cya d=^)

MosaFacku
05-16-2002, 09:45 AM
thanks for the help.

spakman
05-24-2002, 12:54 AM
heh, kinda appropo'

From today's Blue's News (5-23-02) re Doom III models...

http://www.bluesnews.com/

quote

...The original models created for the monsters are made up of over 100,000 polygons, but are then scaled down as much as possible without losing that high-quality look...

end of quote

L8

MosaFacku
05-24-2002, 06:06 AM
downloaded the Legacy of Doom movie. Doom 3 looks amazing. I read what spakman posted about 100,000 poly characters that are scaled down.....but how much are they scaled down? 50% 75%? anyone ideas?

spakman
05-24-2002, 11:35 PM
Originally posted by MosaFacku
...about 100,000 poly characters that are scaled down.....but how much are they scaled down? 50% 75%? anyone ideas?

I think they're using sub-D's like within they're engine, so it may very well be camera dependent (true auto LOD). Dunno for sure.

Anybody? d=^\

MosaFacku
05-25-2002, 02:46 AM
no way, that'd be friggin sweet. i haven't heard a thing about a real time subD engine. i feel so behind. i was told that is a few years down the road if that soon. where can i research emerging real time tech?? i read game developer religiously. i visit gamasutra every day. i check this place and many other forums. i go to differenct studios' websites regularly. you'd think i'd be on top of things!! ;) anyways, it'd be awesome if it was subD but some of the screen shots show monsters that dont look subD....granted since subDs have resolution independence, they can have hard edges and stuff.......but still. while writing this, i just checked out that legacy of doom vid where the dude that used to work at pdi is explaining how they make the models and the shot of the monitor where they've got a model loaded up in max doesnt look like its subD. now, i could be completely wrong, its just what i see.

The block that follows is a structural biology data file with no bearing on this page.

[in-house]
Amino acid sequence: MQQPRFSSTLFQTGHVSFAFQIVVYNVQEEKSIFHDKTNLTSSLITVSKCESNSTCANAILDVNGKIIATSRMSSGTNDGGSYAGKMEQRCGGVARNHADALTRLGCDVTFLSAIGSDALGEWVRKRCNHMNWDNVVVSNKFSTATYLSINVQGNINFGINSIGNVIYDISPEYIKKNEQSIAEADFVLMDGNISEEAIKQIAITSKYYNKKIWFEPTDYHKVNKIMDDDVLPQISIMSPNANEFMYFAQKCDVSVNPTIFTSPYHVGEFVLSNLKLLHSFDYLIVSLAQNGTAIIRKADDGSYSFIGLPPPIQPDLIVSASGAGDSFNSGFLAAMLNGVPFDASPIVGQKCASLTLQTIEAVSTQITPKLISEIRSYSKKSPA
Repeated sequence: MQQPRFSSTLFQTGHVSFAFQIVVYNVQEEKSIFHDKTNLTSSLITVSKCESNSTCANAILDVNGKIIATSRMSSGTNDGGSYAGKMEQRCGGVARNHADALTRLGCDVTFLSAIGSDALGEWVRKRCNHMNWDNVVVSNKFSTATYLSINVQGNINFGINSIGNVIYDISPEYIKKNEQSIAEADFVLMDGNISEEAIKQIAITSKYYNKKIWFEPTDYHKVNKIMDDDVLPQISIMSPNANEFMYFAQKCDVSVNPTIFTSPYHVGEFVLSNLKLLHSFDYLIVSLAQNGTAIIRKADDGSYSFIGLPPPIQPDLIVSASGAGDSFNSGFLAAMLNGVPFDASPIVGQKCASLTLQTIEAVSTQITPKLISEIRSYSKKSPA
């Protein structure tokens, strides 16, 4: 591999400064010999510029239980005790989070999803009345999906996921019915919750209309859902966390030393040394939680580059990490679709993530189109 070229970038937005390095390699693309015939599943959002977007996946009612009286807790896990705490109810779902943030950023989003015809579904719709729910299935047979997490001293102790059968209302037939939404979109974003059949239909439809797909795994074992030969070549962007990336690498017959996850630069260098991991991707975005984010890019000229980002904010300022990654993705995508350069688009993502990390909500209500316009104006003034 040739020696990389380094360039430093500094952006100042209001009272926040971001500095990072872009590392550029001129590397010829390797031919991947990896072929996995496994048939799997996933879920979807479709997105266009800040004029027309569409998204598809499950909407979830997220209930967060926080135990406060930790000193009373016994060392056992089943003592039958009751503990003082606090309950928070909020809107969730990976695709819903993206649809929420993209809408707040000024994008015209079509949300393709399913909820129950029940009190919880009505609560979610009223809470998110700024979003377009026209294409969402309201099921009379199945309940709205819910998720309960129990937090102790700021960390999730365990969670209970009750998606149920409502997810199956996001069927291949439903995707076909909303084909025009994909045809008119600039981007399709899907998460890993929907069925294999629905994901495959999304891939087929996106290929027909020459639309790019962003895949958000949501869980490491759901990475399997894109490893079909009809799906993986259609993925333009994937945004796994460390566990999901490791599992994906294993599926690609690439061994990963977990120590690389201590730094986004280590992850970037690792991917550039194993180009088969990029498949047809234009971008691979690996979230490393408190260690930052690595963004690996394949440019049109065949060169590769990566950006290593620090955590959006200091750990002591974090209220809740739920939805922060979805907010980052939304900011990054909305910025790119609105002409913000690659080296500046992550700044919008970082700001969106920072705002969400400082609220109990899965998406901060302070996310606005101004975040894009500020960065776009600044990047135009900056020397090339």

anyone else??

see spakman, ya should have gone to e3 and found out first hand!! then you could let us all know;)

spakman
05-29-2002, 12:28 AM
Originally posted by MosaFacku
no way, that'd be friggin sweet. i haven't heard a thing about a real time subD engine. i feel so behind. i was told that is a few years down the road if that soon....

The gamecube can do it now. So can the G3. Its just a matter of pipeline infrastructure, your knowledge base and your production schedule.

That's why I asked what they're teaching, and why I stressed having "the eye." Maybe I'm working with realtime sub-d's right now, or maybe we don't have the pipeline in yet and are working with polys. It would break my NDA, I think, to say, but the point is, don't wait for the tech to come to you, be ready for the tech. Either way, I'm confident in my buds here.

And what that rilly means is, don't think tech, think goal. Imagine what you are trying to make, and make it. If it's dope enough, the rest will take care of itself.

peace